Chorus of concern about death penalty grows louder
Posted August 23, 2010 11:09 a.m. EDT
Updated August 23, 2010 7:01 p.m. EDT
Leaders of the state NAACP and a coalition of associated groups added their voices Monday to the chorus of concern about practices at the North Carolina State Bureau of Investigation crime lab and their impact on those who are sentenced to death in the state.
An independent report issued last week found analysts at the lab omitted, overstated or falsely reported blood evidence in more than 200 cases between 1987 and 2003. The government-ordered report by two former FBI officials found that SBI agents repeatedly aided prosecutors in obtaining convictions, mostly by misrepresenting blood evidence and keeping critical notes from defense attorneys.
In a statement released Monday, the NAACP said, “For those of us who view the criminal justice system through the lens molded by the dark and gloomy past of legalized racial discrimination, the revelations of the Swecker Report are a disturbing reminder of the old times that are not forgotten.”
"We've had many persons released from death row, cases that had to be overturned because of bad prosecutorial activity, so we must plumb the depths of this problem," said Rev. William Barber, president of the state NAACP.
Joining the National Association for the Advancement of Colored People on Monday were representatives of the American Civil Liberties Union of North Carolina, Carolina Justice Policy Center, Murder Victims Families for Reconciliation, North Carolina Coalition for a Moratorium, People of Faith Against the Death Penalty and Southern Coalition for Social Justice.
The coalition echoed the call by the Durham-based Center for Death Penalty Litigation for a halt to all future executions until a comprehensive review of the entire SBI can occur.
They called on Gov. Bev Perdue to commute all current death sentences to life, pending the results of "a complete and comprehensive audit and careful review of each case."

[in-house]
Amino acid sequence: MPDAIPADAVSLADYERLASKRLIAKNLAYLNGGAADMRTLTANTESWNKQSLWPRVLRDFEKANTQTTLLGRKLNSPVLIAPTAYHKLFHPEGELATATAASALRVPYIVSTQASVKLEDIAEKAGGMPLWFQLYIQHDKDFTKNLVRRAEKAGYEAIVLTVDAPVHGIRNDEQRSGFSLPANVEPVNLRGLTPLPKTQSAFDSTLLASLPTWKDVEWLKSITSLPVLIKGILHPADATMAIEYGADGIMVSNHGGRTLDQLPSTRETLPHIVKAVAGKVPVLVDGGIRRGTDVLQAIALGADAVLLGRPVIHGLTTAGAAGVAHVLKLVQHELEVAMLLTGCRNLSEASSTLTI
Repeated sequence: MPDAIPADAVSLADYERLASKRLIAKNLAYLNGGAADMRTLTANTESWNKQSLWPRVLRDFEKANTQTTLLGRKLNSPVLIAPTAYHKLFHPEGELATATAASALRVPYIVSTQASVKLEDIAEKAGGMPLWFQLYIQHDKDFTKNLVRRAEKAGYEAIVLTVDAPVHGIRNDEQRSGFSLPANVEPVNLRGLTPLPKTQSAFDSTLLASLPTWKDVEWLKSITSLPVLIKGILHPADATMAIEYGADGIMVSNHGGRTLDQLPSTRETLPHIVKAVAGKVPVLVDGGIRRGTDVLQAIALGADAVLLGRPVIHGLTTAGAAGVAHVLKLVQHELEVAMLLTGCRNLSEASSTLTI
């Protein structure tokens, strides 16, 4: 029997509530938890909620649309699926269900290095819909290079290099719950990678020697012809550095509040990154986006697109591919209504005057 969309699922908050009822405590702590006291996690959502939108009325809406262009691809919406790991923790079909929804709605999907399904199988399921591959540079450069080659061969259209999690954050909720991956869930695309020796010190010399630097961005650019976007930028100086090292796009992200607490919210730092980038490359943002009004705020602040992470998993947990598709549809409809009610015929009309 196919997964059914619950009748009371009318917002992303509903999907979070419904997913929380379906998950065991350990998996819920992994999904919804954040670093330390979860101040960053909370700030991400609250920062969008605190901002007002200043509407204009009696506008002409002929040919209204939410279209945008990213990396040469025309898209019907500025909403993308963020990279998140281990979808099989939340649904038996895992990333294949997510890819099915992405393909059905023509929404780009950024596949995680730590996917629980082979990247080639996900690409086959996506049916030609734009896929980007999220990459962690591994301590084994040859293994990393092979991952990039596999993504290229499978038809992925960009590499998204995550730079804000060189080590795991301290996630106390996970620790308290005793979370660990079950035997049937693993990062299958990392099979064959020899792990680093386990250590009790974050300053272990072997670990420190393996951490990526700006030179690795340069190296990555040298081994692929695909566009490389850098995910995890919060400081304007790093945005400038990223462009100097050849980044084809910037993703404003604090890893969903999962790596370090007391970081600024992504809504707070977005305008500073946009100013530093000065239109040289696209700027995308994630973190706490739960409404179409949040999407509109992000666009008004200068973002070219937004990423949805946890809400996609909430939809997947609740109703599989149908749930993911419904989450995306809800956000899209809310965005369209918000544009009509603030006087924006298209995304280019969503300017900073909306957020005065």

They also seek a review of the sentences of the 159 people currently on North Carolina’s death row and said they would consider pushing for a repeal of the death penalty in the state.
State Rep. Paul Stam, R-Wake, said the statements are nothing new for groups whose opposition to the death penalty is well-documented. He said of the call for a death penalty moratorium in the state, "That would be a particularly foolish response to the report."
Life in prison, Stam said, is a retirement plan for the criminal class. "You get three meals a day for the rest of your life, no retirement worries, no insurance worries, no medical care worries."
"I don't think we can execute anyone knowing what we know," said Lao Rubert of the Carolina Justice Policy Center.
"We have people who said they were innocent at the time they were executed. We will never know these things for certain, but we have an obligation to go back and look at every single case of every single person on death row," she said.
Jeremy Collins, of the Coalition for a Moratorium, went even further. "We must fully investigate cases of all North Carolinians executed since the crime lab was commenced to make sure no person was wrongfully executed," he said.
Stam said the outcry over the SBI report is a just another way to insert delay into a process that already has enough delays.
He pointed out that the average death penalty case is reviewed multiple times and can take up to 15 years to result in execution. "These cases will be reviewed," he said.
North Carolina has been under a de facto moratorium since 2007 because of disputes over doctors' roles in executions and prisoners' concerns on how they are carried out.
In recent weeks, 147 of the 159 on death row have filed for relief under the state's Racial Justice Act, which allows defendants to to file a claim of racial bias in their death sentence.
The last man to die for his crime was Samuel R. Flippen, who was executed Aug. 18, 2006, for the murder of Britnie Nichole Hutton in Forsyth County.
Legal experts expect it to take at least a couple more years while those issues are resolved before the state can resume any executions.